By Barry Keate
Otolaryngologists (ENT physicians) often advise their tinnitus patients to avoid use of caffeine in order to reduce tinnitus sounds. Michael Seidman, MD, one of the preeminent tinnitus specialists in the US, encourages his tinnitus patients to reduce or eliminate their use of caffeine, salt, alcohol, simple sugar, aspartame (NutraSweet or Equal), MSG and food colorings and dyes. This has been considered sage advice for many years.
However, as far as caffeine is concerned, there is now clinical evidence coming from the UK that seems to contradict this advice.
Dr. Seidman states that patient response to these dietary suggestions runs from acceptance to stiff resistance. He has some patients who drink up to 25 cups of coffee per day. Some report back after 8 weeks upset that they had to go through caffeine withdrawal but still experience tinnitus. Others may drink as little as ½ cup per day and stop at his suggestion but express skepticism that this has the ability to reduce tinnitus.
Dr. Seidman responds that he does not know what particular “poison” or tinnitus trigger any one individual may have. It may be that any or all of the above worsen someone’s tinnitus. Anecdotally, he has had several patients quit their daily caffeine and they tell him their tinnitus went from an 8 to a 5 on a scale of 1-10.
Personally, I drink two cups of coffee in the morning to wake up. I try to avoid caffeine for the rest of the day and do not drink more coffee or soft drinks. I’ve been doing this for most of my adult life except when I quit coffee many years ago in an attempt to reduce my tinnitus. It didn’t work and I went back to drinking coffee. For me, salt is the real trigger, which I’ll discuss next month. What eventually truly reduced my tinnitus was Arches Tinnitus Formulas.
Clinical Study on Caffeine and Tinnitus
Now, in the first clinical study to specifically look at the relationship between caffeine consumption and tinnitus, researchers at the Centre for Hearing and Balance Studies at Bristol University surprisingly found no statistical evidence that giving up caffeine relieves tinnitus. Furthermore, they found that acute caffeine withdrawal might actually add to the problem.1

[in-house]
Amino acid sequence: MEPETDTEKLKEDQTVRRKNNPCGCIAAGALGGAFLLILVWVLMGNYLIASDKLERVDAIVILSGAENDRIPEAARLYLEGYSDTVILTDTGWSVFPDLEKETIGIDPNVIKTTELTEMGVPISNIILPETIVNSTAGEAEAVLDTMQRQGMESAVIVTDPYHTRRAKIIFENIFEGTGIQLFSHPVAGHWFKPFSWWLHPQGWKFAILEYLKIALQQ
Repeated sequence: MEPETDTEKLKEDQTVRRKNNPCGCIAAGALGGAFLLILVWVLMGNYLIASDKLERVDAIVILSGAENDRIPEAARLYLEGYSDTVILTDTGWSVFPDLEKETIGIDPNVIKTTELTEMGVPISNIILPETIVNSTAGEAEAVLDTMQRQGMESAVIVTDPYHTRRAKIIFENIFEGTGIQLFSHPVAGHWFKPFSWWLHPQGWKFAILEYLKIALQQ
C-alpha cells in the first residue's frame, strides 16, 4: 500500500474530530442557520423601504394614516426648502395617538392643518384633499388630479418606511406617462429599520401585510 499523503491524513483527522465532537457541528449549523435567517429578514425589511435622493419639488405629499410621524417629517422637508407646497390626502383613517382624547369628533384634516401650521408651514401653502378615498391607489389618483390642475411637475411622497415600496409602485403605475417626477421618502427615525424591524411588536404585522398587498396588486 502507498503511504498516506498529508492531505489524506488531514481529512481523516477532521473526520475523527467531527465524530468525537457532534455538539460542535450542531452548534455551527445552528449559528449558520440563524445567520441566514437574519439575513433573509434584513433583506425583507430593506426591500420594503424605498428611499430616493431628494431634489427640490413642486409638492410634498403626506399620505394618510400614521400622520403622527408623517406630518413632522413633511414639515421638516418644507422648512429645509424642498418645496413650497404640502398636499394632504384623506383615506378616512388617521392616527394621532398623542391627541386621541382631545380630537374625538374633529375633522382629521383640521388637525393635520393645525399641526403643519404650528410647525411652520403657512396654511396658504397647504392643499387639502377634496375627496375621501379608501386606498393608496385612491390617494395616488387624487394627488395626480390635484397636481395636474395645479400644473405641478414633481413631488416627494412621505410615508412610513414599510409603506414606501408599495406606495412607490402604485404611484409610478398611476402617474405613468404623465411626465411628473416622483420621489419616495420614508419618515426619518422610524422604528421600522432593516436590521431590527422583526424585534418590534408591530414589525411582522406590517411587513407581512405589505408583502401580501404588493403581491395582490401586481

Sixty-six participants with tinnitus who consumed at least 150 mg a day of caffeine (about 1 cup of drip coffee) took part in a 30 day trial.
The study employed two groups which operated under two differing constructs:
1 – Taking usual caffeine consumption followed by a phased withdrawal.
2 – Starting with a phased withdrawal followed by reintroduction then usual caffeine consumption.
The study was designed double-blind so that participants would not know which construct they were following. They knew there were periods they would receive caffeine and periods they wouldn’t, but they did not know at any point if they were consuming caffeine or a placebo.
Participants kept a brief record of their tinnitus symptoms each day. They were also required to complete a questionnaire to measure their tinnitus three times during the study; at the start, after they had been withdrawn from caffeine for ten days, and after they had consumed their normal amount of caffeine for ten days.
Researchers concluded “Caffeine had no effect on tinnitus severity. . . Significant acute adverse symptoms of caffeine withdrawal were observed. No evidence was found to justify caffeine abstinence as a therapy to alleviate tinnitus, but acute effects of caffeine withdrawal might add to the burden of tinnitus.”
Lead researcher for the study, Dr Lindsay St. Claire said, “With almost 85 per cent of adults in the world consuming caffeine daily, we wanted to challenge the claim that caffeine makes tinnitus worse. Many professionals support caffeine withdrawal as a tinnitus therapy, even though there is a lack of any relevant evidence, and, in fact, acute symptoms of caffeine withdrawal might even make tinnitus worse.”
This does not mean that stopping caffeine will not help anyone. As Dr. Seidman has noted, some drinkers of as little as ½ cup of coffee have improvement. Clinical studies are conducted to evaluate the mean difference between outcomes; a measure of statistical dispersion in a population. A small subset of individuals within the study may have different outcomes but there may not be enough of them to sway the overall statistics.
Despite these recent findings, I believe that it is wise for individuals to learn what triggers or worsens their tinnitus. If you think that caffeine may be a trigger, then it would a good idea to try caffeine abstinence and see if it reduces the sound. If caffeine withdrawal occurs and produces acute effects, or no change in tinnitus levels is discerned you always have the option of resuming your caffeine intake.
1. Juliano, L., M. and Griffiths, R. R. (2004). ‘A critical review of caffeine withdrawal: empirical validation of symptoms and signs, incidence, severity and associated features.’ Psychopharmacology, 176, 1-29